Can an individual file a case directly in court? According to the question and answer portion of a book entitled “Comprehensive Guidebook On Katarungang Pambarangay” authored by Juanito S. Ortiz, the answer is no unless personal confrontation of parties has already taken place and resulted to a failure in the settlement of such case. What happens when a case outside the jurisdiction of the KP is settled amicably at the barangay level? The guidebook states that any settlement or arbitration on disputes not covered by the KP does not have the force and effect of a court judgment and they are merely private contracts and cannot be enforced through execution by the Lupon or court. Conciliation is the extension of the amicable settlement in the case the mediatory effort of the Punong Baranagy did not result to reconciliation within the 15 days from the start of the proceedings. Arbitration on the other hand is the alternative way of settling disputes under the KP whereby contesting parties agree in writing on the decision or judgment of the Punong Barangay or the Pangkat.
In Barangays where majority of the inhabitants are members of indigenous cultural communities, local systems through the council of elders such as the Datus in Mindanao and the Pangats in the Cordillera are recognized without prejudice to the applicable provisions of this Code.
Any legal question which may confront the Punong Barangay in resolving objections to venue herein referred to may be submitted to the Secretary of Justice, or his duly designated representative, whose ruling thereon shall be binding. As a procedure for amicable settlement, a Barangay resident who has a cause of action against another individual involving any matter within the authority of the lupon may complain, orally or in writing to the lupon chairman of the Barangay upon payment of a filing fee which may amount to a minimum of P20.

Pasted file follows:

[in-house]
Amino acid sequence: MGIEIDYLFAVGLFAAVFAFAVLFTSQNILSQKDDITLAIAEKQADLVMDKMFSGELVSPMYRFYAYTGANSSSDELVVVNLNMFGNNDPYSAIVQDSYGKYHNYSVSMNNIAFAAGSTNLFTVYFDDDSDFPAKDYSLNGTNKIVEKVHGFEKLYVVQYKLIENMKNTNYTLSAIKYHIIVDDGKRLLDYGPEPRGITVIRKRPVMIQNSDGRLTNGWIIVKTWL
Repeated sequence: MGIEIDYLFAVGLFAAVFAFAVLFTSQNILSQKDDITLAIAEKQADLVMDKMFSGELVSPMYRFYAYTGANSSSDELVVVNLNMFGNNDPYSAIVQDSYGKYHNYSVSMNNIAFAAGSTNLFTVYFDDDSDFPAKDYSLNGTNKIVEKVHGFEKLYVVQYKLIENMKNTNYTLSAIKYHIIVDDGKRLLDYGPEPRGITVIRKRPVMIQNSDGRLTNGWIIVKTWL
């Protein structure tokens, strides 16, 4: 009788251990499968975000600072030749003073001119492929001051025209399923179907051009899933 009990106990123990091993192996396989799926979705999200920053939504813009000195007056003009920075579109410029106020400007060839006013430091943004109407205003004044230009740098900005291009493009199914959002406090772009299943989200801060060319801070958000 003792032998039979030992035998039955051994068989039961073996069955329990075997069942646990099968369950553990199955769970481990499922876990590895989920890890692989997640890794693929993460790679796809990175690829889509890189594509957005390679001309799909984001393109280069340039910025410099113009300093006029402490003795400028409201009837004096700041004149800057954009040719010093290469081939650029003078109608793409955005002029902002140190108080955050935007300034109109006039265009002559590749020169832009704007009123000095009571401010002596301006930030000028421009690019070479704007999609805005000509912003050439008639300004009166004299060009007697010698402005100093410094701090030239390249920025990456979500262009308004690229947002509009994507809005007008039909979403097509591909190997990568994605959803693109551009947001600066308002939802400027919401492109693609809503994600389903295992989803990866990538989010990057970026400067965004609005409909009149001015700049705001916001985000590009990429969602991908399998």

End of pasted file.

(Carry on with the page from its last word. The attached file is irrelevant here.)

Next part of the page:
Upon receipt of the complaint, the lupon chairman shall within the next working day summon the respondent, with notice to the complainant(s) for them and their witnesses to appear before him for a mediation of their conflicting interests. If he fails in his mediation effort within 15 days from the first meeting of the parties before him, the Chairman shall set a date for the constitution of the pangkat in accordance with the provisions of the LGC and KP.
While the dispute is under mediation, conciliation, or arbitration, the prescriptive periods for offenses and cause of action under existing laws shall be interrupted upon filing of the complaint with the Punong Barangay. The prescriptive periods shall resume upon receipt by the complainant of the complaint or the certificate of repudiation or of the certification to file action issued by the lupon or pangkat secretary but such interruption shall not exceed 60 days from the filing of the complaint with the Punong Barangay. Further, in the event that a party moves to disqualify any member of the pangkat by reason of relationship, bias, interest, or any other similar grounds discovered after the constitution of the pangkat, the matter shall be resolved by the affirmative vote of the majority of the pangkat whose decision shall be final. The pangkat shall arrive at a settlement or resolution of the dispute within 15 days from the day it convenes in accordance with Section 410 of the code. This period shall, at the discretion of the pangkat, be extendible for another period which shall not exceed 15 days, except in clearly meritorious cases. (To be continued…)
Published in the Sun.Star Baguio newspaper on April 16, 2013.